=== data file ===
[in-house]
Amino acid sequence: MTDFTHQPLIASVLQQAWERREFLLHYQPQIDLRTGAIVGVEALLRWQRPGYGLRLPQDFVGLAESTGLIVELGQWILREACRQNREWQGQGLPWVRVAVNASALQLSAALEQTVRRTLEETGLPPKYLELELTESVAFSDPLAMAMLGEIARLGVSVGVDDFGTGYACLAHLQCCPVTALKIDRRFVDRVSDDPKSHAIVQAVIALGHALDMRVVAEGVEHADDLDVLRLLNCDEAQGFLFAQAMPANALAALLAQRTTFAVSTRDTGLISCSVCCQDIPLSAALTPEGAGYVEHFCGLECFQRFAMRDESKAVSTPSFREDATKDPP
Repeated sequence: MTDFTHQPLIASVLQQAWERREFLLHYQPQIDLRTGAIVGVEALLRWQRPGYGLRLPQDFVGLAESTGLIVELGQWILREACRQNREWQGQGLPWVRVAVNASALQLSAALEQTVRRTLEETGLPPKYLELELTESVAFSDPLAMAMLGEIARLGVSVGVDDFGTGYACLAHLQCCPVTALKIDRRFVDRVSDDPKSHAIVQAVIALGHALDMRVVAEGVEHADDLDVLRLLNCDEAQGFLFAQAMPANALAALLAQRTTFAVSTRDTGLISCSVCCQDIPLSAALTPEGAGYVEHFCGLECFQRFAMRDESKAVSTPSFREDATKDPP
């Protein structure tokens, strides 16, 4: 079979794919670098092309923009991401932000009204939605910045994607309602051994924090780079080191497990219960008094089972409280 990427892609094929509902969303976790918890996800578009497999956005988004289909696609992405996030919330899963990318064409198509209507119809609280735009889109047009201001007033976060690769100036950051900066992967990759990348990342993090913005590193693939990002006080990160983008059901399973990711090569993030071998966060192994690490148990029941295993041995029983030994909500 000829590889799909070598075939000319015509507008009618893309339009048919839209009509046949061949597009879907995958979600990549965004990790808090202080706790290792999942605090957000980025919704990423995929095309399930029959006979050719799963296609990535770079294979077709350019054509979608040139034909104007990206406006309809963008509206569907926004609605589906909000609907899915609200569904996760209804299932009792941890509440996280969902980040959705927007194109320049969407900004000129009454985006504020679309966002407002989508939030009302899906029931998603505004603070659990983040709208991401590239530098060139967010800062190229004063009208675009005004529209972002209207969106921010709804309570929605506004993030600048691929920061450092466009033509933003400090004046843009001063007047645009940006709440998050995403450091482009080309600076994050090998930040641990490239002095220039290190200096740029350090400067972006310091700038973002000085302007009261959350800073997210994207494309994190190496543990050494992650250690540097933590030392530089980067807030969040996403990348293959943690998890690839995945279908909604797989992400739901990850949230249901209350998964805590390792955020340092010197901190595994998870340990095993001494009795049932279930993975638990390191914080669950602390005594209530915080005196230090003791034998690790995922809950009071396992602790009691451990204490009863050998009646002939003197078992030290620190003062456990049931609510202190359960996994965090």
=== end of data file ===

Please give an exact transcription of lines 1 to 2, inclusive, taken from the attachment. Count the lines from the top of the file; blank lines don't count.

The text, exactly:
[in-house]
Amino acid sequence: MTDFTHQPLIASVLQQAWERREFLLHYQPQIDLRTGAIVGVEALLRWQRPGYGLRLPQDFVGLAESTGLIVELGQWILREACRQNREWQGQGLPWVRVAVNASALQLSAALEQTVRRTLEETGLPPKYLELELTESVAFSDPLAMAMLGEIARLGVSVGVDDFGTGYACLAHLQCCPVTALKIDRRFVDRVSDDPKSHAIVQAVIALGHALDMRVVAEGVEHADDLDVLRLLNCDEAQGFLFAQAMPANALAALLAQRTTFAVSTRDTGLISCSVCCQDIPLSAALTPEGAGYVEHFCGLECFQRFAMRDESKAVSTPSFREDATKDPP